So, here are my goals for the next 15 months: I’m going to take the NRA’s RSO and Instructor courses. I’m going to participate in at least one hunting trip, with either bow or rifle. (I hear my local range does a women’s pheasant hunt; that’ll work.) I’m going to learn to shoot a shotgun. I’m going to lose weight and start training, with an aim to being able to complete a GORUCK Challenge in late 2013 or early 2014. (I realize this is an enormously ambitious goal, but hey, go big or go home, right?) I’m going to live fiercely and love fiercely and laugh as much as I can.

What about you? How can you challenge yourself to really BE empowered, to push the envelope and reach for things you never thought you could do? I’d love to hear your thoughts in the comments.

Photo credit: stock.xchng (by Mattox)


  1. Outstanding, Tammy! Go girl! It will be so great to read about your adventures. Setting goals and working hard to reach them is important and empowering all by itself in so many ways.

    At the same time, it is important to remember that we may not reach all of those goals, at least not right away, and that we defeat our whole purpose if we beat ourselves up for a perceived failure – or worse, just give up.

    Good judgment, great skills, excellence in any field is almost always the result of perseverance and learning from mistakes; reaching, searching and redefining the goals as time and experience indicate.

    This empowerment journey is far more important than the exact destination. 🙂

    • I agree with you that the journey matters far more than the destination, and at the same time, I’ve long thought that reaching for the stars is better, even when we don’t quite get there, than aiming low and hitting all our marks.

      Thanks as always for your comment!

  2. Alison says:

    You go! I’ve recently taken the RSO and Pistol instructor; next on the list is rifle Instructor, and the rest for next year.

    • I’m hoping in 2013 that, in addition to the RSO and Pistol Instructor courses, I’ll be able to take a few more classes in the student role and broaden the base of people I’ve learned from. I find that even a basic class with a new instructor is valuable to me, both because I always learn something from reviewing the basics and because of the value in seeing how different instructors teach.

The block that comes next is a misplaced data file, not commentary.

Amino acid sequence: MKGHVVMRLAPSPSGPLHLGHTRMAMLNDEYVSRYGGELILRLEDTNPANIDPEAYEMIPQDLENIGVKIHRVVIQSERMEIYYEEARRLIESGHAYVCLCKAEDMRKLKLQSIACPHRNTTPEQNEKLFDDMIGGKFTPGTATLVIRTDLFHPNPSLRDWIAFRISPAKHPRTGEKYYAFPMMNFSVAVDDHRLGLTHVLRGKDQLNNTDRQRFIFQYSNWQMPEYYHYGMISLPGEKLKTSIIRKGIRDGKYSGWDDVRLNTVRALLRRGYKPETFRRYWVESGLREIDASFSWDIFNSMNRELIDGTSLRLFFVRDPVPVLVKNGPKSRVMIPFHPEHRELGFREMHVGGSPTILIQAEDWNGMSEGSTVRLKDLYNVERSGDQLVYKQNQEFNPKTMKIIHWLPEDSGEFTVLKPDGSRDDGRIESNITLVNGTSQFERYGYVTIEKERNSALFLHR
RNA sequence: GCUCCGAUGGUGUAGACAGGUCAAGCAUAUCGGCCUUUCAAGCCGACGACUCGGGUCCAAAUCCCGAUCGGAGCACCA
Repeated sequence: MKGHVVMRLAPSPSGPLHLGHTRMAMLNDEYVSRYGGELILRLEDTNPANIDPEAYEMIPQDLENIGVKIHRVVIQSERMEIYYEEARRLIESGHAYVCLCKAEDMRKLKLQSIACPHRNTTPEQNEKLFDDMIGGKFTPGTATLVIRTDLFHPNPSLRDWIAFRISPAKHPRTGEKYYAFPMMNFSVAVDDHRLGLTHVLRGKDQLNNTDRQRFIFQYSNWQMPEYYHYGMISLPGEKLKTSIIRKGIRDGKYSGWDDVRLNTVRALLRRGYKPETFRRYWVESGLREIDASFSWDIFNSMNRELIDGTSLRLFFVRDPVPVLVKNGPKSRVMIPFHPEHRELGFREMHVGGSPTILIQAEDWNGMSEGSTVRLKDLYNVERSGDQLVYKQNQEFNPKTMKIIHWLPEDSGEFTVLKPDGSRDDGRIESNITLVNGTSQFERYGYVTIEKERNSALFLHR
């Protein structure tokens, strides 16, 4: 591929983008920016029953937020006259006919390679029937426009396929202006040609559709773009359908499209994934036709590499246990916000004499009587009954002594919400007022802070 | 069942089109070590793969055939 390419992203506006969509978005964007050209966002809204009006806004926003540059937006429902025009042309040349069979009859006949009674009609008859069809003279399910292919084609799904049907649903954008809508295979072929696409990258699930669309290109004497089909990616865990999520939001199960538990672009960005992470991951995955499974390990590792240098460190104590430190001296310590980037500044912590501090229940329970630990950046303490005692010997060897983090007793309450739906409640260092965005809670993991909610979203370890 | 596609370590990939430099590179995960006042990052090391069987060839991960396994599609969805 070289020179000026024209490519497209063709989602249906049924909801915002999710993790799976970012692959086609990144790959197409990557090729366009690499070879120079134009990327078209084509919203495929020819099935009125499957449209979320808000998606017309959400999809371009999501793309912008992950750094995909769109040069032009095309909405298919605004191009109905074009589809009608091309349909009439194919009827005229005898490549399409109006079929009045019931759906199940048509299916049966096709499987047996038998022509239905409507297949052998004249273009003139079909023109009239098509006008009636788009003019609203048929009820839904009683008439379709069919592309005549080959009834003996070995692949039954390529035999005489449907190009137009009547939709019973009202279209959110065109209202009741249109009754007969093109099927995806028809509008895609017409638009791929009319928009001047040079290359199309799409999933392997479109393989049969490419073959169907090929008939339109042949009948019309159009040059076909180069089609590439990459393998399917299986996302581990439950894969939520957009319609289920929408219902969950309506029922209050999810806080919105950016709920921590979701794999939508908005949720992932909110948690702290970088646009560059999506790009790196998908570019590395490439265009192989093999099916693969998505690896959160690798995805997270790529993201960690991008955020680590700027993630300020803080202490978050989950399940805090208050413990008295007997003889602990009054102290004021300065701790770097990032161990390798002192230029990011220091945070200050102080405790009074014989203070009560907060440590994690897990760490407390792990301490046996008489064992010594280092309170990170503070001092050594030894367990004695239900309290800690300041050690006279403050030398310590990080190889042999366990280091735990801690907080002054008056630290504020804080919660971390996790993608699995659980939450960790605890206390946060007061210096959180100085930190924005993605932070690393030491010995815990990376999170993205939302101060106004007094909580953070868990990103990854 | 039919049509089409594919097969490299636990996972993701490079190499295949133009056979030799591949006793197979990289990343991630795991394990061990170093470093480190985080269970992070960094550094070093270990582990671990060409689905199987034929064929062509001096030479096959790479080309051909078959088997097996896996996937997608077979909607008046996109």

I’d also like to take the Refuse to Be a Victim Instructor course next year, because teaching self-defense is tremendously important to me personally, and there are many dimensions to that topic beyond just shooting skills.

      Thanks for reading and commenting!

  3. Thank you, Tammy. This was a great post, and exactly what I was talking about! I am really trying to travel more, I’ve lived in the same place most of my life and haven’t really seen the world. I am also really pushing myself to do things I was afraid of doing, even things as small as working out around other people and talking about my health issues publicly.

    • Facing our fears definitely pays dividends, and I’m realizing that although I’ve done that in the area of safety and self-defense, I don’t always do it in other areas of my life. I’m reminded of a favorite quotation from Shakespeare, who wrote: “Our doubts are traitors, and make us lose the good we oft might win, by fearing to attempt.”

      Thanks for stopping by and commenting, Shelley, and thanks for all that you do!


  1. […] post was very timely for me, because I had a similar experience over the weekend. Having just written about the empowerment that comes from spreading our wings and trying new things and pushing our internal […]